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May 06, 1983 - Image 21

Resource type:
The Detroit Jewish News, 1983-05-06

Disclaimer: Computer generated plain text may have errors. Read more about this.


Herzog and the 1948 Battle for Jerusalem


The Jewish News Special ,
Israel Correspondent

TEL AVIV — "It was on a
Friday, May 14, 1948. This
day I shall never forget. Not
only because of the historic
moment, but also because of
my dramatic mission."
During the last six
months of the British Man-
date in Eretz Israel, Chaim
Herzog, now the president
of Israel, headed the Secu-
rity Department of the
Jewish Agency. He was not
only responsible for the
Jewish fighters in the set-
tlements, but served also as
liaison officer to the British
Military and Police Forces.
He also made contact
with the United Nations
representatives who came
to Eretz Israel and were
boycotted by the British and
It was in the days of the
siege of Jerusalem. His
wife Ora was active in the
Hagana, defending the
city, and was wounded
by a bullet. She spent
several weeks in the
Bikur Holim Hospital in
Jerusalem until she re-
In the days before the
British were due to leave
Eretz Israel, Herzog
planned with the Hagana
command to take over the
British bases and strategic
buildings in Jerusalem.
On Friday, May 14, the
last British High Commis-
sioner left Jerusalem, went

Kalandie, flew from there to
Haifa, and left Israel on
board a ship.
During this time heavy
fighting broke out in
Jerusalem. The Hagana
fighters succeeded in oc-
cupying nearly all the
British positions. The com-
mander of the Hagana
the Jerusalem area, David
Shaltiel, called Herzog and
asked him to appeal to the
UNO through the consuls
general of America, France
and Belgium in Jerusalem,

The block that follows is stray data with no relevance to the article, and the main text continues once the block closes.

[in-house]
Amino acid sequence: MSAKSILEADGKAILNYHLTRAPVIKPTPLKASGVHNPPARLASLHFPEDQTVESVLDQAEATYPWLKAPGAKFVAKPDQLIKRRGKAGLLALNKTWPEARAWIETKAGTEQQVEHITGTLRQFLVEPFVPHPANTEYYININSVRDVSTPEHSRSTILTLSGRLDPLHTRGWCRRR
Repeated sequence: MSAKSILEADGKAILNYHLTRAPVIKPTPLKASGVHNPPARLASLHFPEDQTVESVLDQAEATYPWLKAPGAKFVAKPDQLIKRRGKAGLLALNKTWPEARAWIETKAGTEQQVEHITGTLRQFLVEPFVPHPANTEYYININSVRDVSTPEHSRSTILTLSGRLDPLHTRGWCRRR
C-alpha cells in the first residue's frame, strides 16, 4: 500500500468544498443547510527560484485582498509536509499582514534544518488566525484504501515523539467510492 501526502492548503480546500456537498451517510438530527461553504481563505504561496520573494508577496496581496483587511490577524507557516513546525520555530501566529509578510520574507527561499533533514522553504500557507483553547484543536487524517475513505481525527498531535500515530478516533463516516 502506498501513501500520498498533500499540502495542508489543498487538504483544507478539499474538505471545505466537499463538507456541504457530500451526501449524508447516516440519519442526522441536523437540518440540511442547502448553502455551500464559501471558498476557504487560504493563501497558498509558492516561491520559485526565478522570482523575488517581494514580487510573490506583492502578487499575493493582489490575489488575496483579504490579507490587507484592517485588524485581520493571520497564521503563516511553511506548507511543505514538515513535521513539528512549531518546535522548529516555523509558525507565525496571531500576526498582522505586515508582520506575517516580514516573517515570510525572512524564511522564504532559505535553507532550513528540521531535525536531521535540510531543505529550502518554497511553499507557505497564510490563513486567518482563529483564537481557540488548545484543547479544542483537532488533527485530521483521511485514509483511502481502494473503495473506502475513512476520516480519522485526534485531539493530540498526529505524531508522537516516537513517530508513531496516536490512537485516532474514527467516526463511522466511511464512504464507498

to exert their influence on
the Arabs to cease shelling
the Holy City.

Endangering his life,
Herzog went in a Jewish
Agency car through a
hail of Arab sniper fire to
meet the consuls. His
driver was hit by a bullet
in the head; but he con-
tinued to drive until he
reached the residence of
the French Consul Gen-
eral. Herzog met the
three consuls and the
Danish representative of
the UNO. In the building
he found several Jews
who were French citizens
looking for a way to leave
The French Consul had
nine children. He was
known as an anti-Semite
who was sympathetic with
the Arabs and did not cease
to instigate against Jews.
In the building were 60
persons. They sat on the

floor. Sitting on the floor,
Herzog talked to the con-
suls, who were ordered by
the UNO to intervene in the
The base of the Arab
commander was in the col-
lege near Notre Dame
Church. The consuls made
contact by telephone with
him and with the comman-
der of the Hagana, David
Shaltiel. During the talks
with the Arab commander
the building shook from
Arab shelling. Six people in
the building were wounded.
The French Consul was
very nervous and uttered
anti-Semitic remarks. Her-
zog answered him calmly,
saying he should curse the
Arabs who were shelling
the building. A Norwegian
officer went out see from
which direction the shells
came. He returned and told
the French Consul that the
shells were coming from the
Arab side.
The wife of the consul
served lunch and included
Herzog did not know
how the fighting was go-
ing, but he knew that at 4
p.m. the establishment of
a Jewish state would be
proclaimed. He got up
and said to the French
Consul: "His Excellency,

' P:64



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Bar-Ilan U.
Cites Two Profs.

RAMAT GAN — Bar Ilan
University conferred hon-
orary doctorates on Prof.
Nehama Leibowitz and
Prof. Andre Neher last
month in honor of their con-
tributions in the fields of
Jewish study and Jewish
philosophy, respectively.



The cornerstone -was laid
this week for an educational
complex named after
soldier-statesman Yigal Al-
The center will serve Is-
raeli soldiers by providing
supplementary basic educa-
tion for those from disad-
vantaged backgrounds. Lo-
cated in upper Nazareth in
the Galilee, the center will
contain several schools and
sports facilities.

:4 41


you should know that
from this minute on I am
the representative of an
independent Jewish
The Consul was furious
and was going to say some-
thing unpleasant, but he
knew that in front of him
was a diplomatic represen-
tative whose exterritorial
rights had to be preserved.
He changed his attitude
towards Herzog.
At dark, Herzog left the
building. No cease-fire was
reached, but Herzog
achieved an agreement for
evacuating the wounded Is-
raeli fighters. Herzog
reached the Israeli lines and
went to the Van Leer Insti-
tute, where the Jewish
fighters received medical
aid. At 10 p.m. he arrived
A few days later he joined
the 7th Military Unit as the
pilot of a small Piper

New Complex
for Soldiers

• 7 1

Friday, May 6, 1983 21




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